Scottish carry on … and be yourself
Good on you for being yourself - words that put a smile on Pixie’s face when he walks along the streets of Bendigo.
They are the kinder reactions to the kilt-wearing life-long Bendigo resident born John Leys Biggs more than half a century ago who travels Victoria proudly wearing a great kilt in the contemporary and distinctive official Bendigo tartan.
And Pixie will be at Scots Day Out again this year, assisting with the early morning set and then soaking up the Scottish atmosphere that permeates Rosalind Park.
“Many times there has almost been an accident when cars suddenly brake or do a U-turn to allow the driver or passengers to make a smart remark while snapping a photo,” he said.
“If it’s not ‘good on you’, they’ll ask ‘what’s the deal – been to a party?’ with a few extra words thrown in.”
For Pixie, wearing a kilt is the celebration of his heritage. “It’s how people in Scotland dressed hundreds of years ago.
“The kilt was their total wardrobe. Scots would work, eat and sleep in the kilt for weeks at a time, use it to dry themselves after bathing in a river and just put the kilt back on again.
The now densely populated blocks of Flora Hill were his bushland playground as a child, growing up with no knowledge of his Scottish ancestry.
He even rejected encouragement from his mother to learn the bagpipes. Today, you can’t keep Pixie away from the sound of pipes or the sight of dancers and clans gathering to celebrate Scottish culture and tradition.
“My mum’s ancestors came from around Glasgow and Aberdeen where many had been church ministers,” he said.
“They all came here during the gold rush, first to Ballarat and then around Bendigo.
“My granddad had a dairy near the railway line in Williamson St and had his home and stables in Garsed St.”
Pixie has since amassed an encyclopaedic knowledge of Scottish history and the transition of the kilt from rough woven and dyed cloth to the modern tartans used today.
As he relates, Scottish tartans almost disappeared after the Jacobite rebellion of 1715 – Scots agitating for independence from England and the return of the Scottish throne – 300 years ago.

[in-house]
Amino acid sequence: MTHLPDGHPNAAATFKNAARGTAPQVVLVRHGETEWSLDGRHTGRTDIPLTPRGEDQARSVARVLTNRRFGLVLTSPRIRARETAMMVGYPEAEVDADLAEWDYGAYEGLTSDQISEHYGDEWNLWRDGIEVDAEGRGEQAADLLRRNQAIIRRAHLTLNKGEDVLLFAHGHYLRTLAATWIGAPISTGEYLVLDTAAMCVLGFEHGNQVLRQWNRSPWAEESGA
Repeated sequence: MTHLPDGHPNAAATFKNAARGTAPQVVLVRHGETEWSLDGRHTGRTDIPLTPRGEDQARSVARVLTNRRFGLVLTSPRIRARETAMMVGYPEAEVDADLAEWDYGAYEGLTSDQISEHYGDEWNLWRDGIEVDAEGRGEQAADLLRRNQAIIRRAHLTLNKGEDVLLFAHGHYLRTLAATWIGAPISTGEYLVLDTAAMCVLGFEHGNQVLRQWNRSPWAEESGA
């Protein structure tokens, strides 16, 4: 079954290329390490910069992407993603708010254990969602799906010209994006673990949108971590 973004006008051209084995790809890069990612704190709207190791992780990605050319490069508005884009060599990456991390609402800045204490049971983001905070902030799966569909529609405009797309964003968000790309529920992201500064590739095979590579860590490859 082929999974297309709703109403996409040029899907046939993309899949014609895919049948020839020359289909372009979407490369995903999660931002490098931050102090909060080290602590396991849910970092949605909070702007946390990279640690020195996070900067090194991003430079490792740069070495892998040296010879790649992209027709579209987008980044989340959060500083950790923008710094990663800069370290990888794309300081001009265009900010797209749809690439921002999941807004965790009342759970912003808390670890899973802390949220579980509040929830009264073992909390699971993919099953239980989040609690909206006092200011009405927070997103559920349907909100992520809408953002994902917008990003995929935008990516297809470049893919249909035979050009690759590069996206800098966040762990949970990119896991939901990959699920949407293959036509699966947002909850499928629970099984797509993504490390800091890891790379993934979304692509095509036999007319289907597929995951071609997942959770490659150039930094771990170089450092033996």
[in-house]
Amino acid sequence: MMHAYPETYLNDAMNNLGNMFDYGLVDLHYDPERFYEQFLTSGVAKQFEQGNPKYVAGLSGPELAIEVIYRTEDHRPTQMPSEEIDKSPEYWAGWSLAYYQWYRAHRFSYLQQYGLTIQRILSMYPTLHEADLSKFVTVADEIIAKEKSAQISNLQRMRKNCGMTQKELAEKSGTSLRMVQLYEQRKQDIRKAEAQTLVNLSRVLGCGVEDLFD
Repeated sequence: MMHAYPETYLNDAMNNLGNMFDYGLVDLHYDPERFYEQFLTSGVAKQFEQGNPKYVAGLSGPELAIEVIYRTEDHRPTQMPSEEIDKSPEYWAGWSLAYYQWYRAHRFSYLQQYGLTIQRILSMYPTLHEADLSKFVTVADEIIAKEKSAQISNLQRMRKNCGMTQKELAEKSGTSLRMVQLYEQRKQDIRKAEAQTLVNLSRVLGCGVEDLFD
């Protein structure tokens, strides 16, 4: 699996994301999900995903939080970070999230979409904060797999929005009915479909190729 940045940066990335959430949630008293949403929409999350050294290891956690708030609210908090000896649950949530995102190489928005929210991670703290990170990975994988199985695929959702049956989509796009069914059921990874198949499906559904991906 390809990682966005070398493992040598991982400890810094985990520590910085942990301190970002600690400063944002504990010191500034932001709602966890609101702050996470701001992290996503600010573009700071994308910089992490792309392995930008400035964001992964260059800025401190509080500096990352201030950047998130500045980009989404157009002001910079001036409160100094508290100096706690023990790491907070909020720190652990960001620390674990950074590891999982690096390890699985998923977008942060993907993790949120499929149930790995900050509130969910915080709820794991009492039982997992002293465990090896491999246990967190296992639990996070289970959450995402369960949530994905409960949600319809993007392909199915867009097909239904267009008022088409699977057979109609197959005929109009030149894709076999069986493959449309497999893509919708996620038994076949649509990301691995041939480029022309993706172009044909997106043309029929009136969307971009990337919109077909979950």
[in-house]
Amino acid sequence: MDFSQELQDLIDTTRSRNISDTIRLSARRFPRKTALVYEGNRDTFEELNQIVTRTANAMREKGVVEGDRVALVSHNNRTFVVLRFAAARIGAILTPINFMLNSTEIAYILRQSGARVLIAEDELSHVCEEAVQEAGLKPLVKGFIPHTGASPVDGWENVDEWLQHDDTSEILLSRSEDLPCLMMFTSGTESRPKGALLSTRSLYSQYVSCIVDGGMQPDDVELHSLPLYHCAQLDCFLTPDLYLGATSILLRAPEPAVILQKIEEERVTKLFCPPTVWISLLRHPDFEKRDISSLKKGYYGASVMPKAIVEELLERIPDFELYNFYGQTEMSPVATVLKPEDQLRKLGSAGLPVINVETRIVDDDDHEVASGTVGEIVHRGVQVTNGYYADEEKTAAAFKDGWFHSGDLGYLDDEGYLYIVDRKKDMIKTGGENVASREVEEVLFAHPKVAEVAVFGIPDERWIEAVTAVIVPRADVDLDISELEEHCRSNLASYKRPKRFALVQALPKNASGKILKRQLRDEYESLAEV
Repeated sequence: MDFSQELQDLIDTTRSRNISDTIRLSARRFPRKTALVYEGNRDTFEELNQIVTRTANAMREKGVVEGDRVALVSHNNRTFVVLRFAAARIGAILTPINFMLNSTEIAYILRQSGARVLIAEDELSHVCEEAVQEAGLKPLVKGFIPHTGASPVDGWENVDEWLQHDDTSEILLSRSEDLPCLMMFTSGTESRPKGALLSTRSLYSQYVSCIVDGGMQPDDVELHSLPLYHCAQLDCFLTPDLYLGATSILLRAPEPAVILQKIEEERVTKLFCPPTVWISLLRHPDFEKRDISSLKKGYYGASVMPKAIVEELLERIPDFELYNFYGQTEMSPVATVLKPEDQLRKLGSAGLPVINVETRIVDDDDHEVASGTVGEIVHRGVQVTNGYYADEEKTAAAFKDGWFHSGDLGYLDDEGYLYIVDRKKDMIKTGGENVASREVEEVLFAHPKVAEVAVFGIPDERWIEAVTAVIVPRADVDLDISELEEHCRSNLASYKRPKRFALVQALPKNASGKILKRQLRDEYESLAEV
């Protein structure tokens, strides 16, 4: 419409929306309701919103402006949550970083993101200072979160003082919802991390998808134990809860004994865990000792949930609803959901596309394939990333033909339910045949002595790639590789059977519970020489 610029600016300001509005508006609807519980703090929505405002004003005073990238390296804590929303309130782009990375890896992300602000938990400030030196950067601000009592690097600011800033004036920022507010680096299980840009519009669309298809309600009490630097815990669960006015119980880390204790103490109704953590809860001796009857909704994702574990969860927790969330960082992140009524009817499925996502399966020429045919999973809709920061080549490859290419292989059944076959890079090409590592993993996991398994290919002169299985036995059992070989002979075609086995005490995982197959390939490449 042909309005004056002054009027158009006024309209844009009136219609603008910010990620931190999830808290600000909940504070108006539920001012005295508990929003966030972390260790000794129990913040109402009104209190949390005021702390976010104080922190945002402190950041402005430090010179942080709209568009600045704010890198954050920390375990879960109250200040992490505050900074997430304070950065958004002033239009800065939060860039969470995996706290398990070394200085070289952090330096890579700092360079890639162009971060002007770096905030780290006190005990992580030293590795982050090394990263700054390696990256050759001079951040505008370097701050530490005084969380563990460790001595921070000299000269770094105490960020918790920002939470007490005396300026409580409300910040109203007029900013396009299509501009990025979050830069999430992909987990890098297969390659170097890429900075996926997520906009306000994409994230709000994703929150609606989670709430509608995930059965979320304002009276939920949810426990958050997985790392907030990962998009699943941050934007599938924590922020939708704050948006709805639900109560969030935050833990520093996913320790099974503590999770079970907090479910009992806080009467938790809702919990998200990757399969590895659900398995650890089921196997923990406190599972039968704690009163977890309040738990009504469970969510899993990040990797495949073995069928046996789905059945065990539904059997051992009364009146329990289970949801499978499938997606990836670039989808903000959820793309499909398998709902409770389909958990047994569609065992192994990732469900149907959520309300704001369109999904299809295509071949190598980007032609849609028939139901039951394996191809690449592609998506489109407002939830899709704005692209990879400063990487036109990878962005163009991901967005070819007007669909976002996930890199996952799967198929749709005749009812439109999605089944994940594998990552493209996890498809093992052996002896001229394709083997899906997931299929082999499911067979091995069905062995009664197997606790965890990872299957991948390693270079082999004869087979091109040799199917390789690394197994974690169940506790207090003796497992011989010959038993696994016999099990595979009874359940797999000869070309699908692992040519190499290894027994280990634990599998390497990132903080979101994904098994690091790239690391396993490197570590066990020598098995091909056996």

By 1745 the clan system had been dismantled and weaponry, tartan and pipes were outlawed in a disaster for the highland culture. Ironically, it was through efforts by members of the Highland Society of London in 1782 that Scots were once more allowed to don the tartan.
“When I wake up in the mornings, there are days I choose to wear the kilt just like other people decide on jeans or shorts or even a suit . . . there are some times I wear a suit but they are pretty rare,” Pixie said.
“On other days I look in the wardrobe and decide to dress as a pirate or a medieval juggler.”
For more than 20 years Pixie has taken the stage at festivals and fairs with his brand of entertainment.
As Loki the Pixie, his act would feature activities of the old medieval courts including storytelling, juggling and firestick twirling.
“Everyone just called me Pixie so one day in September 2007 I went to the Births, Deaths and Marriages Office where they told I only needed one name under deed poll. Ever since I’ve been just Pixie,” he said.
Pixie is also part of a Viking re-enactment group based in Melbourne and performed as a juggler in last year’s Timeless Festival at Ballarat’s Kryal Castle, uninhibited by the need to use crutches following a motorcycle accident in 2008 that obliterated his femur and required extensive surgery.
He is also handy at field archery, representing the Bendigo club at national and state championships, taking out Victorian traditional long bow championship in 2011.
“I love the many Scottish gatherings. Scots Day Out in Bendigo has a real atmosphere and the shade in Rosalind Park makes it a great spot to soak up all the history on show,” Pixie said.
“I rarely miss heading to Maryborough or Daylesford or Geelong where there are also big highland gatherings but Bendigo is my hometown – sure it’s changed a lot over my lifetime – and a great place to celebrate all things Scottish.
“There are people who are really interested in why I wear the tartan kilt so often. I explain the history and my family’s Scottish heritage.
“Some might think I’m a bit weird but look at all the body piercing and tattoos around today – am I? I’m just being myself,” Pixie said.
“Scots Day Out allows everyone to be just that.”
Picture source: Twitter